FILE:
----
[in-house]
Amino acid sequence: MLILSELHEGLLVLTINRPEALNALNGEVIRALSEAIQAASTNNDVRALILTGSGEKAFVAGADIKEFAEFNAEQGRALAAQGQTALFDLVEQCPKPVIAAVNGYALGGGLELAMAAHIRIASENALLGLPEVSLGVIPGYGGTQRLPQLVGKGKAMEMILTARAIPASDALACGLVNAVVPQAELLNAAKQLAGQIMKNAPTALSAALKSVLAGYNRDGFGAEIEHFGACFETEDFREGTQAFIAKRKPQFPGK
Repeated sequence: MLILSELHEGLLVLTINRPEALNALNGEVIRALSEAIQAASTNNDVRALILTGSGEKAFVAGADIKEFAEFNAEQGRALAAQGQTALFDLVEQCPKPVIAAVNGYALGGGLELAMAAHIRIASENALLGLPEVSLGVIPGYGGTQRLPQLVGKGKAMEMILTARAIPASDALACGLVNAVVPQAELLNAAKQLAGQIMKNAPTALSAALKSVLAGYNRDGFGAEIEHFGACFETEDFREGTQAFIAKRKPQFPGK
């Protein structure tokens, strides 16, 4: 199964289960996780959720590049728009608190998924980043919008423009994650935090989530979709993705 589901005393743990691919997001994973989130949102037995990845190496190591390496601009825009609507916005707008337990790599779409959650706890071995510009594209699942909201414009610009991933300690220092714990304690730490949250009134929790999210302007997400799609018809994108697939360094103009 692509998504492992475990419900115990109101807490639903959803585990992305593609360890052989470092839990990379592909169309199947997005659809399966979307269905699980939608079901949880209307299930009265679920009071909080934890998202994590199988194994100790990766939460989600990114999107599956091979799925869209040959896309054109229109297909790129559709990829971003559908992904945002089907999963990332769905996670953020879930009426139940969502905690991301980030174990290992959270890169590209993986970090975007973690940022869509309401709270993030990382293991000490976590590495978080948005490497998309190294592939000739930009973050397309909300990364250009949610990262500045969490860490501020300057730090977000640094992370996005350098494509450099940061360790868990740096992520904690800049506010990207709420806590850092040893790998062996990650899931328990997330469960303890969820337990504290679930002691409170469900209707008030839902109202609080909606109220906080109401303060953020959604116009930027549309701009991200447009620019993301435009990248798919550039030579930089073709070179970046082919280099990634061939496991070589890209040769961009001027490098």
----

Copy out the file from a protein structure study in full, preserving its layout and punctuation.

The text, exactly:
[in-house]
Amino acid sequence: MLILSELHEGLLVLTINRPEALNALNGEVIRALSEAIQAASTNNDVRALILTGSGEKAFVAGADIKEFAEFNAEQGRALAAQGQTALFDLVEQCPKPVIAAVNGYALGGGLELAMAAHIRIASENALLGLPEVSLGVIPGYGGTQRLPQLVGKGKAMEMILTARAIPASDALACGLVNAVVPQAELLNAAKQLAGQIMKNAPTALSAALKSVLAGYNRDGFGAEIEHFGACFETEDFREGTQAFIAKRKPQFPGK
Repeated sequence: MLILSELHEGLLVLTINRPEALNALNGEVIRALSEAIQAASTNNDVRALILTGSGEKAFVAGADIKEFAEFNAEQGRALAAQGQTALFDLVEQCPKPVIAAVNGYALGGGLELAMAAHIRIASENALLGLPEVSLGVIPGYGGTQRLPQLVGKGKAMEMILTARAIPASDALACGLVNAVVPQAELLNAAKQLAGQIMKNAPTALSAALKSVLAGYNRDGFGAEIEHFGACFETEDFREGTQAFIAKRKPQFPGK
């Protein structure tokens, strides 16, 4: 199964289960996780959720590049728009608190998924980043919008423009994650935090989530979709993705 589901005393743990691919997001994973989130949102037995990845190496190591390496601009825009609507916005707008337990790599779409959650706890071995510009594209699942909201414009610009991933300690220092714990304690730490949250009134929790999210302007997400799609018809994108697939360094103009 692509998504492992475990419900115990109101807490639903959803585990992305593609360890052989470092839990990379592909169309199947997005659809399966979307269905699980939608079901949880209307299930009265679920009071909080934890998202994590199988194994100790990766939460989600990114999107599956091979799925869209040959896309054109229109297909790129559709990829971003559908992904945002089907999963990332769905996670953020879930009426139940969502905690991301980030174990290992959270890169590209993986970090975007973690940022869509309401709270993030990382293991000490976590590495978080948005490497998309190294592939000739930009973050397309909300990364250009949610990262500045969490860490501020300057730090977000640094992370996005350098494509450099940061360790868990740096992520904690800049506010990207709420806590850092040893790998062996990650899931328990997330469960303890969820337990504290679930002691409170469900209707008030839902109202609080909606109220906080109401303060953020959604116009930027549309701009991200447009620019993301435009990248798919550039030579930089073709070179970046082919280099990634061939496991070589890209040769961009001027490098």